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    The Transformation of Evil and the Subterranean Spheres of the Earth

    £7.95
    Focusing on the realm of 'sub-nature' or 'the subterranean spheres', the author shows how the various layers of the earth's interior are intimately linked with the mystery of evil. He begins by summarizing the classical picture of the Underworld derived from Greek mythology.
    ISBN: 9781902636719
    AuthorSigismund Von Gleich
    Pub Date09/09/2005
    BindingPaperback
    Pages72
    Availability: In Stock

    Written in the years immediately following the Second World War, this brief booklet is a powerful meditation on evil and its eventual transformation. Focusing on the realm of 'sub-nature' or 'the subterranean spheres', Gleich shows how the various layers of the earth's interior are intimately linked with the mystery of evil. The author begins by summarizing the classical picture of the Underworld derived from Greek mythology. He then characterizes the various qualities of the nine layers of the earth as described by Rudolf Steiner. Finally, he outlines the counter-impulses - the forces of 'good' - that work in polarity to the nine currents of evil harboured within the earth. Although written over 50 years ago, von Gleich's thoughts are more relevant today than ever, given that humanity is surrounded by problems of war, violence, starvation, greed, and an increasingly rampant and obtrusive technology. In his newly written introduction Paul V. O'Leary places von Gleich's work in a modern context.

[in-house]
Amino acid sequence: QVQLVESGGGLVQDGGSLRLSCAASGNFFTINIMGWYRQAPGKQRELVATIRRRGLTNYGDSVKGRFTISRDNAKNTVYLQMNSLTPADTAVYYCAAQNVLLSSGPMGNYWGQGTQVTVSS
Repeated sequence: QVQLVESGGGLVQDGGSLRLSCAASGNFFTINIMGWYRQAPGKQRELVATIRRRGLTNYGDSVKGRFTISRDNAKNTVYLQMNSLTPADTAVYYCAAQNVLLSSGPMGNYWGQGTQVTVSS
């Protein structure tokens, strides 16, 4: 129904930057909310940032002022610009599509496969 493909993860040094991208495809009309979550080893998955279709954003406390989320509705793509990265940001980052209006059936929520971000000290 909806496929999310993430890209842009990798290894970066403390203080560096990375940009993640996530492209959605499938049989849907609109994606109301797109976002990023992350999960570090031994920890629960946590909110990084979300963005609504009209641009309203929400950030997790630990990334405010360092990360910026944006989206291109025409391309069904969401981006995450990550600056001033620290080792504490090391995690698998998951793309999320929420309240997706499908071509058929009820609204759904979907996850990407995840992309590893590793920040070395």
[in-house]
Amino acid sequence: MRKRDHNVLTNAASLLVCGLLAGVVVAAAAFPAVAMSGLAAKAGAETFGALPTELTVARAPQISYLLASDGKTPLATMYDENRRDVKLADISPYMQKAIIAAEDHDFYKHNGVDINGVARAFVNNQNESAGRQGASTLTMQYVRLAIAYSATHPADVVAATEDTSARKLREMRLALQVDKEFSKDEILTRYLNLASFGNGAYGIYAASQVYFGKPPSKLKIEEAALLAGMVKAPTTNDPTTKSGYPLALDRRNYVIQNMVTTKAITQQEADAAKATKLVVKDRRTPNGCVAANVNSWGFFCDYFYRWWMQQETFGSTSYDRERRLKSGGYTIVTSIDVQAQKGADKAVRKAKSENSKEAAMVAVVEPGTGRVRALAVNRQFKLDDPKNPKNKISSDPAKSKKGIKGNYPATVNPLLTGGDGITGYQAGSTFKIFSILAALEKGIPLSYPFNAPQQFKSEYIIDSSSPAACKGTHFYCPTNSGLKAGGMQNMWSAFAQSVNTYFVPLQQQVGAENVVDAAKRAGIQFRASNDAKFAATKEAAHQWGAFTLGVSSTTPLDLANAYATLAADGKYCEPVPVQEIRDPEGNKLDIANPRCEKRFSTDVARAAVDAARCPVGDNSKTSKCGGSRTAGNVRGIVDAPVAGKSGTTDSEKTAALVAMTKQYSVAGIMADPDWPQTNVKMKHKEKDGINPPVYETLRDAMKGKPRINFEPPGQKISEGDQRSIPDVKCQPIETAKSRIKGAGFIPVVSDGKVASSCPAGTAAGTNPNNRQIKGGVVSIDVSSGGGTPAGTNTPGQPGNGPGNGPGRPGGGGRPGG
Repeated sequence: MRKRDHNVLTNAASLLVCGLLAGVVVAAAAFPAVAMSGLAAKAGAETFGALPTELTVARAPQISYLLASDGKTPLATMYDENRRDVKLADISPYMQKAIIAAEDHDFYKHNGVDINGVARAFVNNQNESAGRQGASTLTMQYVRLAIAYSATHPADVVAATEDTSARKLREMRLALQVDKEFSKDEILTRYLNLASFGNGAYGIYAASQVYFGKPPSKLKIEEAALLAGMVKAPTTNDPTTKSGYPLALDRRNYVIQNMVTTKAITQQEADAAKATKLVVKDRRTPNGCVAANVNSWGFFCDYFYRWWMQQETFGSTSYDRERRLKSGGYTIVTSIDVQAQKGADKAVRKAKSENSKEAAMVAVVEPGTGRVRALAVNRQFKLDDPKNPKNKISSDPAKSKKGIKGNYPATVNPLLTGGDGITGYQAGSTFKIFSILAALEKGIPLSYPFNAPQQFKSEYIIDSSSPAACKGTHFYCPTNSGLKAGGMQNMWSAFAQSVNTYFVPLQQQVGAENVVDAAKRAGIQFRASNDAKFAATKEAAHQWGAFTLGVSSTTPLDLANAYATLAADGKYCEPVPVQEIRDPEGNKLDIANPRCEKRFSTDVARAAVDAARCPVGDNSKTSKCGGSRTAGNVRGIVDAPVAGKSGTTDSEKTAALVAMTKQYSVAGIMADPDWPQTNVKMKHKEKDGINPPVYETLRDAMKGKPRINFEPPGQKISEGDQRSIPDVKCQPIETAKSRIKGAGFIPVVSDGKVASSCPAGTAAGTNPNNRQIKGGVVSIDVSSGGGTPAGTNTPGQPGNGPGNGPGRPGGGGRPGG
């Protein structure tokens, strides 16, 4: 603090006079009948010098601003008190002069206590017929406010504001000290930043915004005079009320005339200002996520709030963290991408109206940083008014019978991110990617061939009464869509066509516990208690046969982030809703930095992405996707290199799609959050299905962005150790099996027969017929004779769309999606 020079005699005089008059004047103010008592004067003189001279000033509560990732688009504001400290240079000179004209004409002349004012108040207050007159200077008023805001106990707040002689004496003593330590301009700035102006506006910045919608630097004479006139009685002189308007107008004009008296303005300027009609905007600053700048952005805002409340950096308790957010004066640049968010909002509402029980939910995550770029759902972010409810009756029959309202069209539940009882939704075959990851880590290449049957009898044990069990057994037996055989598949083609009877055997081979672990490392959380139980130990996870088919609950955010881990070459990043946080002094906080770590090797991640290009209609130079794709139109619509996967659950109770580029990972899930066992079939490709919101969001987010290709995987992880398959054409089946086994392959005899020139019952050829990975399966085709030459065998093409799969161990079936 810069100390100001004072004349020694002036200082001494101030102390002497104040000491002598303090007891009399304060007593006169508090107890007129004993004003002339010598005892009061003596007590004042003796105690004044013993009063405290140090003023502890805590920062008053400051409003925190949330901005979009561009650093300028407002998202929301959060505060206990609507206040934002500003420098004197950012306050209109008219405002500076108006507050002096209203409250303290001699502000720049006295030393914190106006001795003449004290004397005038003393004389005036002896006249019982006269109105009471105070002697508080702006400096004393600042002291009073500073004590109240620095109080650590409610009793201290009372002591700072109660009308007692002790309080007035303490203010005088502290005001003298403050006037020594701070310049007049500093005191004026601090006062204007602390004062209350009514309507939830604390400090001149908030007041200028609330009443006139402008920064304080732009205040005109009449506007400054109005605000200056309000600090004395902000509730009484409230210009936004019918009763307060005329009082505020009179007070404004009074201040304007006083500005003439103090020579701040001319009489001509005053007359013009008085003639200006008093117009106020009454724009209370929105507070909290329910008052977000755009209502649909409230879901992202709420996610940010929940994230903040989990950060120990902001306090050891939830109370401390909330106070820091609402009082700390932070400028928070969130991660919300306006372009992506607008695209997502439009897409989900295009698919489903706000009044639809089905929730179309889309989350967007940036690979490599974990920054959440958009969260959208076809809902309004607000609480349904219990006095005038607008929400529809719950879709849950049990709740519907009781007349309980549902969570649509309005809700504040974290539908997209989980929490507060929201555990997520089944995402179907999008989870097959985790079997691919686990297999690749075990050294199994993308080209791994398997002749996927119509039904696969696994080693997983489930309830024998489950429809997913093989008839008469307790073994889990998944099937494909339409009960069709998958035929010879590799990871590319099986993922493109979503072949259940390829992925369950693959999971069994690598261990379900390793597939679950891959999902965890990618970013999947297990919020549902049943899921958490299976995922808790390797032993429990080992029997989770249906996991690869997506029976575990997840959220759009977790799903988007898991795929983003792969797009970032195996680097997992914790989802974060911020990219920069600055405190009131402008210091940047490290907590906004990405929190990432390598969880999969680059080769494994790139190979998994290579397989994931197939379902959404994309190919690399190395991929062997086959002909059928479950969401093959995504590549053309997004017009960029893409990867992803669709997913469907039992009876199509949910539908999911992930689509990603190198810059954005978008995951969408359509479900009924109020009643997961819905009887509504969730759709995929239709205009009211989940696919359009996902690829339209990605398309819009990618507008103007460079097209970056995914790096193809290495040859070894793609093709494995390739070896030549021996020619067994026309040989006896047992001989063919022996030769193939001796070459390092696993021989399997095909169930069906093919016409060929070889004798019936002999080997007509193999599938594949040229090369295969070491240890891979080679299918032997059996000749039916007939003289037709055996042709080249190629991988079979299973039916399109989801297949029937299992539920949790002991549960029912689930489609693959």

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    Written in the years immediately following the Second World War, this brief booklet is a powerful meditation on evil and its eventual transformation. Focusing on the realm of 'sub-nature' or 'the subterranean spheres', Gleich shows how the various layers of the earth's interior are intimately linked with the mystery of evil. The author begins by summarizing the classical picture of the Underworld derived from Greek mythology. He then characterizes the various qualities of the nine layers of the earth as described by Rudolf Steiner. Finally, he outlines the counter-impulses - the forces of 'good' - that work in polarity to the nine currents of evil harboured within the earth. Although written over 50 years ago, von Gleich's thoughts are more relevant today than ever, given that humanity is surrounded by problems of war, violence, starvation, greed, and an increasingly rampant and obtrusive technology. In his newly written introduction Paul V. O'Leary places von Gleich's work in a modern context.